Matt was a funny, talented, self- deprecating music minister who pulled off a bizarre but successful Christmas concert in, “The Best Christmas Concert Ever”. Janice was an attractive woman recovering from a wrenching divorce, the departure of her grown children, and a difficult mother needing care in “The Painting”. I just had to see what was going to happen next for these people I liked so much! The third lead character in the novel, Maya, has not appeared in any other book, but has lived in my head for a few decades. I have no idea where she came from!
All three of them are my favorites. That’s why I wrote this book.
I have a love-hate relationship with my neighborhood, which is also the setting for my new novel. We moved here to be near downtown, be near our church, and be present in an urban neighborhood that was struggling. We figured that at the very least, we could help by paying city taxes and keeping up a pretty old house.
The neighborhood is multi-racial and has housing stock ranging from crumbling little apartments to premier mansions. I love its huge trees, surrounding woods, elegant architecture and the outstanding kindness of many of its residents. I hate the poverty, the garbage on the streets, the emptiness in the eyes of young people hanging out on corners.
The novel I just finished, “Someone You Can Trust” is set in this neighborhood, with characters attending a church there that is grappling with the brokenness of the community. It’s good to know that God shows up and does wonderful things even in tough places. That’s why I wrote this book.
In the novel I just finished, “Someone You Can Trust”, black people and white people go to church together, pray together and study the Bible together. This should not be a big deal, given that the Bible presents a vision of God’s kingdom welcoming every single people group, but the U.S.A. has an abysmal record regarding racial equity, and our churches are mostly segregated.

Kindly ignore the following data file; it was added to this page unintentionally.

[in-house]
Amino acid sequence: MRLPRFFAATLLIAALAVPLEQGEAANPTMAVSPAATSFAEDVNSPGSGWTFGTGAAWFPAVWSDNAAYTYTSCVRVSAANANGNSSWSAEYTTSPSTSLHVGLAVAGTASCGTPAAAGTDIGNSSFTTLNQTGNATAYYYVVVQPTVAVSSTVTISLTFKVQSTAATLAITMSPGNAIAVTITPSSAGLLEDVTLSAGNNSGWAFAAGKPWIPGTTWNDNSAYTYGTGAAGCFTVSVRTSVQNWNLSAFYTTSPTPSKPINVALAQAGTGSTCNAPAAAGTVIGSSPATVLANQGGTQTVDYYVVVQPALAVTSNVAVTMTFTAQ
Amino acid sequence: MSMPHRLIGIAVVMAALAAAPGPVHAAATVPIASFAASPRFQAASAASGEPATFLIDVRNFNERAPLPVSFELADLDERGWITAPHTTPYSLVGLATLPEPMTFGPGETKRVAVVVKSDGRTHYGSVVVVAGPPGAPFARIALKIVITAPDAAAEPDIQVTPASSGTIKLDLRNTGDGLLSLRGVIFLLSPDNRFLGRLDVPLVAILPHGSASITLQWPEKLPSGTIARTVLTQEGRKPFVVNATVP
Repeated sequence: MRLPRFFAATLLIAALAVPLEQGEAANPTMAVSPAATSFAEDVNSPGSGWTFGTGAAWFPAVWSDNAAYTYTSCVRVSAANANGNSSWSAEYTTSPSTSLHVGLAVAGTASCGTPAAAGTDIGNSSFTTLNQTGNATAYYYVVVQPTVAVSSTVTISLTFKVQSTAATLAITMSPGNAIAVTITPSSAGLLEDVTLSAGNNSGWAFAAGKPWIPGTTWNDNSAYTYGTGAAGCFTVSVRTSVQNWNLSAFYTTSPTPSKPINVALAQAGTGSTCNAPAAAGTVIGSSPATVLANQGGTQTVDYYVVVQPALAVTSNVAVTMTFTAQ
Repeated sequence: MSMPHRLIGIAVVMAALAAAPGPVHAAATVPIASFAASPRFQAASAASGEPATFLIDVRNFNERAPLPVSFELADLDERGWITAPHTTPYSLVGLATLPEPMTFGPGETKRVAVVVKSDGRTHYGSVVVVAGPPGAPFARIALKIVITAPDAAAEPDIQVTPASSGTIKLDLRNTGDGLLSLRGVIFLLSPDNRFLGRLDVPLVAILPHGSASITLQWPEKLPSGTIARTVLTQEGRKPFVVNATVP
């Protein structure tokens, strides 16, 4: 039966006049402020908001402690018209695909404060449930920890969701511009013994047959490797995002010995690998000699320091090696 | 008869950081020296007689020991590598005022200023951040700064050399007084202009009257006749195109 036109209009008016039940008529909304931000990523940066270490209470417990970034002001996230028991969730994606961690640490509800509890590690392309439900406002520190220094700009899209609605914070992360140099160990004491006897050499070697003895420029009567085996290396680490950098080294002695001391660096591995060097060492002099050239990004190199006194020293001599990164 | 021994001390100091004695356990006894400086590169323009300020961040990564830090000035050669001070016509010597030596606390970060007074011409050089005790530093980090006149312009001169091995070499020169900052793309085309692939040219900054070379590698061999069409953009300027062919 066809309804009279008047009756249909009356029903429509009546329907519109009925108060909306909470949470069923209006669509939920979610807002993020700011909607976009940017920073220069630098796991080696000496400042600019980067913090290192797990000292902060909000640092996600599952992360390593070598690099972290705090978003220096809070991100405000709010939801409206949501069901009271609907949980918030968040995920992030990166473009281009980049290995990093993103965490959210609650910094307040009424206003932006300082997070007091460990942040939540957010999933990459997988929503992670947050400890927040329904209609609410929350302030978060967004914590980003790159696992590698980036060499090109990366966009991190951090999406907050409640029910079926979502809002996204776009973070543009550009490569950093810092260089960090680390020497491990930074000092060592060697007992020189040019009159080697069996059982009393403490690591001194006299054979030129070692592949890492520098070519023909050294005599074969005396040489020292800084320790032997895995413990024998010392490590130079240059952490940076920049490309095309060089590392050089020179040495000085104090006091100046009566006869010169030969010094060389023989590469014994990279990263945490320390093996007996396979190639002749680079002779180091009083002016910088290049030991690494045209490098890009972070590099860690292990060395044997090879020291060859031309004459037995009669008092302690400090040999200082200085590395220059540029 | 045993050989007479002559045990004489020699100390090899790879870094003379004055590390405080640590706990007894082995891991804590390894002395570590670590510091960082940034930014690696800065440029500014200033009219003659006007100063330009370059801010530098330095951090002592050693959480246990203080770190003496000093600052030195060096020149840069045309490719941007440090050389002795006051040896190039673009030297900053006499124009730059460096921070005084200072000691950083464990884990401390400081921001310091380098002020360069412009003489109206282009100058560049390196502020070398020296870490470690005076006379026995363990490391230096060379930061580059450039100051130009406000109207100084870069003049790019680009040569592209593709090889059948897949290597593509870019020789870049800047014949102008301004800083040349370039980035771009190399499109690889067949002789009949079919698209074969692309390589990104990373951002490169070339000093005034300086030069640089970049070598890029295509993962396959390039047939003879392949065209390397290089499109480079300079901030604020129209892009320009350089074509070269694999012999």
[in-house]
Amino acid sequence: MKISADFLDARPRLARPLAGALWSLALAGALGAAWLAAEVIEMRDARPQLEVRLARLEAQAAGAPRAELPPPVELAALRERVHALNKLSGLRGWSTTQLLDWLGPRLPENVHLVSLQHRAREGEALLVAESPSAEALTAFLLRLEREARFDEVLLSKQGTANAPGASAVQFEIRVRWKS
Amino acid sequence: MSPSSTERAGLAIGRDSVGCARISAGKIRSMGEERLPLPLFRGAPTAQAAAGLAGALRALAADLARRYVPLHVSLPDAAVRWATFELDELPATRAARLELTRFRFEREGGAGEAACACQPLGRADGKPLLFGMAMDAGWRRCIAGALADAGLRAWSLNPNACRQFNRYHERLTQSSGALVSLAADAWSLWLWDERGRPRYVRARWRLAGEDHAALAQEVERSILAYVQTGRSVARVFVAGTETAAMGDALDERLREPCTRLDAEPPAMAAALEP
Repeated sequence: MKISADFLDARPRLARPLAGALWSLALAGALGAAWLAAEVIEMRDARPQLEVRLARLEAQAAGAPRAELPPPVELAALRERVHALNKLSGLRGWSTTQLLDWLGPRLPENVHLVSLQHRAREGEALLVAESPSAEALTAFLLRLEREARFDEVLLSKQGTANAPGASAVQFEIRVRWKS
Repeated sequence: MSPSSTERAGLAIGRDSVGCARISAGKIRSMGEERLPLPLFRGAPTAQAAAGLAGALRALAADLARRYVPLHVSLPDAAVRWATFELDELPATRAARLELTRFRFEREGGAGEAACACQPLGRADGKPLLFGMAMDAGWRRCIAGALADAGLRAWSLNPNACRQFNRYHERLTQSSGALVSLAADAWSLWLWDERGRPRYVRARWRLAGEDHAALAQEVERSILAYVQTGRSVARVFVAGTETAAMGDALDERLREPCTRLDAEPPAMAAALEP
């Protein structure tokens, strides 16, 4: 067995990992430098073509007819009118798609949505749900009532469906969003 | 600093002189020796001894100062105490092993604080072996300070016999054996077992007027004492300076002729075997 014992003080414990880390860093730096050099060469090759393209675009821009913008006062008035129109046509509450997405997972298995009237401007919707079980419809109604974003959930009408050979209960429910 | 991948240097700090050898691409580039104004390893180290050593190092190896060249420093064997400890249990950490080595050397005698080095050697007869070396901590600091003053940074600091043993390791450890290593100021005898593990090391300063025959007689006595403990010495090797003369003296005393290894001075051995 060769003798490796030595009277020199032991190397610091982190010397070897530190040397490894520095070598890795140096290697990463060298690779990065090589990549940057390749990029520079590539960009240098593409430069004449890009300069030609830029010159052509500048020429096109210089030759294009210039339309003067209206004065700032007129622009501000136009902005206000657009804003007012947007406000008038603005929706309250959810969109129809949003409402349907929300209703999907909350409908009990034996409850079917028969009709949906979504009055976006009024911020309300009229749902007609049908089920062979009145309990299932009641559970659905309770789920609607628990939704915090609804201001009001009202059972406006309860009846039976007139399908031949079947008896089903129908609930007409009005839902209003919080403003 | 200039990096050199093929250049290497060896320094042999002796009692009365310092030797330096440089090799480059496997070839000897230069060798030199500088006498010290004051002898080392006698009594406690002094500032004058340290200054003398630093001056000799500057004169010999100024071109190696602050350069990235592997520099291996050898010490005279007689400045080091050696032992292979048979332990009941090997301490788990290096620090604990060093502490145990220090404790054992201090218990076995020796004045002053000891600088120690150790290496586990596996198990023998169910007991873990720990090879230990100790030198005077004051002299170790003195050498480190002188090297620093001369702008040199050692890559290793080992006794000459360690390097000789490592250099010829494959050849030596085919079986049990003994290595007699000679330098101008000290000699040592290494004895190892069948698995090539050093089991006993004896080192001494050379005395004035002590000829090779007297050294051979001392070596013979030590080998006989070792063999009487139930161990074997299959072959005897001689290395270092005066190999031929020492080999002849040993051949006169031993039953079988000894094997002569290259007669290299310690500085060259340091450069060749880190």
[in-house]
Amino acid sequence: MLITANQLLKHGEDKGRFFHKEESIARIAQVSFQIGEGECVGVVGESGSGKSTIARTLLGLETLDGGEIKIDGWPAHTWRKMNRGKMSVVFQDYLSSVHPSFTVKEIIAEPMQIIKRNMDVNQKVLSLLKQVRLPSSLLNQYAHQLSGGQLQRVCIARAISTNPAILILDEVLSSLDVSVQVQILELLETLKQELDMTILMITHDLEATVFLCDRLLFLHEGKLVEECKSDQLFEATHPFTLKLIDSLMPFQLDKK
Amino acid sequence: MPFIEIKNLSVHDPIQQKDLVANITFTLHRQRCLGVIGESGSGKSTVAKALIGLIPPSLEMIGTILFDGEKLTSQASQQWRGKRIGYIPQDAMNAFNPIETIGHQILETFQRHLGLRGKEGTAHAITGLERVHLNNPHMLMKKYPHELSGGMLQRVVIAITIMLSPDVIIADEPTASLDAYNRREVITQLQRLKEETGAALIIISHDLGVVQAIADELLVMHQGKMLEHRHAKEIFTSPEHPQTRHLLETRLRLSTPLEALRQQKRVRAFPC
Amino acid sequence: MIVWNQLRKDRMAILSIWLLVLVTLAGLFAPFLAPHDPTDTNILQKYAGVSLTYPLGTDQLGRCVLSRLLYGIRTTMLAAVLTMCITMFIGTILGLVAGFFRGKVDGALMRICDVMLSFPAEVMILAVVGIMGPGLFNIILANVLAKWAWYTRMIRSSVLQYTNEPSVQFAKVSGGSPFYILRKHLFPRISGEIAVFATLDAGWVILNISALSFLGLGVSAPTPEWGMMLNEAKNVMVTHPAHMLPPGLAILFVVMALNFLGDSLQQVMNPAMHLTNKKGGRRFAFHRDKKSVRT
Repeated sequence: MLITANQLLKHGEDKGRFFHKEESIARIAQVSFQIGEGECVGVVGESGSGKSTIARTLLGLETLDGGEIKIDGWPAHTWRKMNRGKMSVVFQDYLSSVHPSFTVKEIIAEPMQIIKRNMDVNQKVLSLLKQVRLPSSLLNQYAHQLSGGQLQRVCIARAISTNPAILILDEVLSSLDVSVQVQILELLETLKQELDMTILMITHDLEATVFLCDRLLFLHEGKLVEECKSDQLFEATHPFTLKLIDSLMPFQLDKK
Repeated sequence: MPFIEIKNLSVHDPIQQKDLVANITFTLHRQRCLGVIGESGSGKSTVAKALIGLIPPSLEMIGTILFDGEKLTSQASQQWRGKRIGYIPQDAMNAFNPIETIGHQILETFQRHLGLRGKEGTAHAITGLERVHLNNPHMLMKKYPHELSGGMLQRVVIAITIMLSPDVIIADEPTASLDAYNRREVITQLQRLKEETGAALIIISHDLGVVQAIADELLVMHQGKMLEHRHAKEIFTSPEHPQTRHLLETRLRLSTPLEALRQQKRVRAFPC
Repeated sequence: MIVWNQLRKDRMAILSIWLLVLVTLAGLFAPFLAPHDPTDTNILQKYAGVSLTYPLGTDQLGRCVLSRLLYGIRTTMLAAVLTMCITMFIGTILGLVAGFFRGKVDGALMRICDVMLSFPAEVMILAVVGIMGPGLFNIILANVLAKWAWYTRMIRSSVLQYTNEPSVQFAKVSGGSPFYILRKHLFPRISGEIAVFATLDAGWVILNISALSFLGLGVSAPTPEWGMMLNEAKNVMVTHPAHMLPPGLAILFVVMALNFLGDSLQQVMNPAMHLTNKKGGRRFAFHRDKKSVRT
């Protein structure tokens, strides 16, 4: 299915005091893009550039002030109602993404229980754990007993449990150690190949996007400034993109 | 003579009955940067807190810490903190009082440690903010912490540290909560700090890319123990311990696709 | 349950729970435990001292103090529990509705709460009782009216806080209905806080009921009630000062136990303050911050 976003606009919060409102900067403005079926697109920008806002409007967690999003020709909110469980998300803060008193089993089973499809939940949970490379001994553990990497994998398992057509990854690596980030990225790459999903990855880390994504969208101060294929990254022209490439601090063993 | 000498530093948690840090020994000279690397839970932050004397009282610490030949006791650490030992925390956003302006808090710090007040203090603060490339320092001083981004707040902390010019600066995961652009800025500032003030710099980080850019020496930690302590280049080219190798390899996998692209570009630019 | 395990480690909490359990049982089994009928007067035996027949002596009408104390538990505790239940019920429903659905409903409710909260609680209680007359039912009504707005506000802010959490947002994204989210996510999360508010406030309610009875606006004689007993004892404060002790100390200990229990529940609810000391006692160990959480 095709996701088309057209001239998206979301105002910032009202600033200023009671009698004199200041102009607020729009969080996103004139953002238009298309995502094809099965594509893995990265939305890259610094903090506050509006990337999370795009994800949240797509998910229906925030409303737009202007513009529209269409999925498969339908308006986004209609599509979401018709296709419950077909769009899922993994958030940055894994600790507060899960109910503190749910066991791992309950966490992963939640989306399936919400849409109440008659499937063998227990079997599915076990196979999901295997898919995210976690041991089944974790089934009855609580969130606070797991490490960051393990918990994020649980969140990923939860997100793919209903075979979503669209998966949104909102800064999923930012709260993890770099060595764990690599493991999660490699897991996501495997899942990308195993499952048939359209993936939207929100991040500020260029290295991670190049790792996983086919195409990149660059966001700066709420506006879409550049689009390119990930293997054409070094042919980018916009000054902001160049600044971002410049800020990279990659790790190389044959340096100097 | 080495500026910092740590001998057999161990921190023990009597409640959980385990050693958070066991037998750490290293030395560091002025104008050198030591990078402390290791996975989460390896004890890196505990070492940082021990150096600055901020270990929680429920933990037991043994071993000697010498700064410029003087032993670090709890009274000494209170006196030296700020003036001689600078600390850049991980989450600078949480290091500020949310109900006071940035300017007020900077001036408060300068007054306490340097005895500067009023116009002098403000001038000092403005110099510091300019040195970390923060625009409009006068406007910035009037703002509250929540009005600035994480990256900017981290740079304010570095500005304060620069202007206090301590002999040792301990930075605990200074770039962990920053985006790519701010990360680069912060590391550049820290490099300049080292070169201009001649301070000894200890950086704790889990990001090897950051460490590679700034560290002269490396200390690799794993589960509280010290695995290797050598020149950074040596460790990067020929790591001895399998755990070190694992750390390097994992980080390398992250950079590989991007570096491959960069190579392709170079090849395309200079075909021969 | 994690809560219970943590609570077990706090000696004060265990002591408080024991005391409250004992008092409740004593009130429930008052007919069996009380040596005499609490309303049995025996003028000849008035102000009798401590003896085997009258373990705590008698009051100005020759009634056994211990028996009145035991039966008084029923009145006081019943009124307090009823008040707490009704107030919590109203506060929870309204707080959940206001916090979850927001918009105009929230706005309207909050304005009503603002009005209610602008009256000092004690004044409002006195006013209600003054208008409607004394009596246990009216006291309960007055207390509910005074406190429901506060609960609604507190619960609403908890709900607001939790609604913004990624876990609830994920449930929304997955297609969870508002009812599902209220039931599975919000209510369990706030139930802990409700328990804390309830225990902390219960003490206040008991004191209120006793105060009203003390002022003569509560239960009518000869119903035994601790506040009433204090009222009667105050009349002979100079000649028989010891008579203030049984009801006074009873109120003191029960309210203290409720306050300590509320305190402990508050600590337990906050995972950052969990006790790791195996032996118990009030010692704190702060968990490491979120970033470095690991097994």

The black church has been a place of refuge and safety for generations of African Americans, so it’s understandable if they want their churches to stay segregated. There are many reasons why white churches are segregated – they may reflect the reality of all-white surroundings, they may not know how to go about being welcoming to people of color even if they want to, or they may contain outright racists. Or all of the above.
Despite these wrenching realities, the bigger reality is that God’s Spirit of love is always working to break down barriers of race, class, age, belief and education. This novel shows a church allowing that to happen. We need to be able to replicate churches that are safe for people of color, which are also attended by white people. That’s why I wrote this book.